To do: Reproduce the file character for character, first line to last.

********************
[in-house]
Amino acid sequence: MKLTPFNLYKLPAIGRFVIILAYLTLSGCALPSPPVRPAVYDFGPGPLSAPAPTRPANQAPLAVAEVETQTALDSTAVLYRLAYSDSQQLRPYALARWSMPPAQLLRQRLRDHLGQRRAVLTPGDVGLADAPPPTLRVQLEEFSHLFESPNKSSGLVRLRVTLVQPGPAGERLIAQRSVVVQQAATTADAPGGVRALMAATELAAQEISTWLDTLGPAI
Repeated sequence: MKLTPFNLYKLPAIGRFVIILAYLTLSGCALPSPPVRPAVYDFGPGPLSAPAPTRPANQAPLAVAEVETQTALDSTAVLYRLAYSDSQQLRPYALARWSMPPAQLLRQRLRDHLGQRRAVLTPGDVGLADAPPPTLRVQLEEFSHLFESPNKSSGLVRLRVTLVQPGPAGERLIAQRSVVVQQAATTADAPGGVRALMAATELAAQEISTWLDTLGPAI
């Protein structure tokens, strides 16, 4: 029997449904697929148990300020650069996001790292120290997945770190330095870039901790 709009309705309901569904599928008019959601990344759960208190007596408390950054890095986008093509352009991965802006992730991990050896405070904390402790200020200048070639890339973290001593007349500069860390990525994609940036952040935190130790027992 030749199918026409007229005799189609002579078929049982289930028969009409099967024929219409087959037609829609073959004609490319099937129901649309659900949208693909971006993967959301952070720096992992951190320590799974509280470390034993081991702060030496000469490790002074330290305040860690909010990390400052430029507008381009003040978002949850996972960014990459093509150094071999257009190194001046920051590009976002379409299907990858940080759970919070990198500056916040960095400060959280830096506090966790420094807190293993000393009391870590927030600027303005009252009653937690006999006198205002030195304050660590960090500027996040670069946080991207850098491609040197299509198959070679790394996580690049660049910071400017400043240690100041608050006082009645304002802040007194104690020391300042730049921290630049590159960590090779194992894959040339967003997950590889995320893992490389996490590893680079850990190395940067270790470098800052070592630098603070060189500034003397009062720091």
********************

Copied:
[in-house]
Amino acid sequence: MKLTPFNLYKLPAIGRFVIILAYLTLSGCALPSPPVRPAVYDFGPGPLSAPAPTRPANQAPLAVAEVETQTALDSTAVLYRLAYSDSQQLRPYALARWSMPPAQLLRQRLRDHLGQRRAVLTPGDVGLADAPPPTLRVQLEEFSHLFESPNKSSGLVRLRVTLVQPGPAGERLIAQRSVVVQQAATTADAPGGVRALMAATELAAQEISTWLDTLGPAI
Repeated sequence: MKLTPFNLYKLPAIGRFVIILAYLTLSGCALPSPPVRPAVYDFGPGPLSAPAPTRPANQAPLAVAEVETQTALDSTAVLYRLAYSDSQQLRPYALARWSMPPAQLLRQRLRDHLGQRRAVLTPGDVGLADAPPPTLRVQLEEFSHLFESPNKSSGLVRLRVTLVQPGPAGERLIAQRSVVVQQAATTADAPGGVRALMAATELAAQEISTWLDTLGPAI
């Protein structure tokens, strides 16, 4: 029997449904697929148990300020650069996001790292120290997945770190330095870039901790 709009309705309901569904599928008019959601990344759960208190007596408390950054890095986008093509352009991965802006992730991990050896405070904390402790200020200048070639890339973290001593007349500069860390990525994609940036952040935190130790027992 030749199918026409007229005799189609002579078929049982289930028969009409099967024929219409087959037609829609073959004609490319099937129901649309659900949208693909971006993967959301952070720096992992951190320590799974509280470390034993081991702060030496000469490790002074330290305040860690909010990390400052430029507008381009003040978002949850996972960014990459093509150094071999257009190194001046920051590009976002379409299907990858940080759970919070990198500056916040960095400060959280830096506090966790420094807190293993000393009391870590927030600027303005009252009653937690006999006198205002030195304050660590960090500027996040670069946080991207850098491609040197299509198959070679790394996580690049660049910071400017400043240690100041608050006082009645304002802040007194104690020391300042730049921290630049590159960590090779194992894959040339967003997950590889995320893992490389996490590893680079850990190395940067270790470098800052070592630098603070060189500034003397009062720091």